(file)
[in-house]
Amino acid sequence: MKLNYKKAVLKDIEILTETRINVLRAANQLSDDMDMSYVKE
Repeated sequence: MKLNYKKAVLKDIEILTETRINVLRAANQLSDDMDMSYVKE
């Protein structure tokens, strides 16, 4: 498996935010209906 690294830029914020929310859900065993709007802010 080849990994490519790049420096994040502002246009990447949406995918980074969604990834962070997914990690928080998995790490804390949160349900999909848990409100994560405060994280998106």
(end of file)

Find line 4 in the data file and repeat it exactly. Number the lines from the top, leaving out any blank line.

């Protein structure tokens, strides 16, 4: 498996935010209906 690294830029914020929310859900065993709007802010 080849990994490519790049420096994040502002246009990447949406995918980074969604990834962070997914990690928080998995790490804390949160349900999909848990409100994560405060994280998106």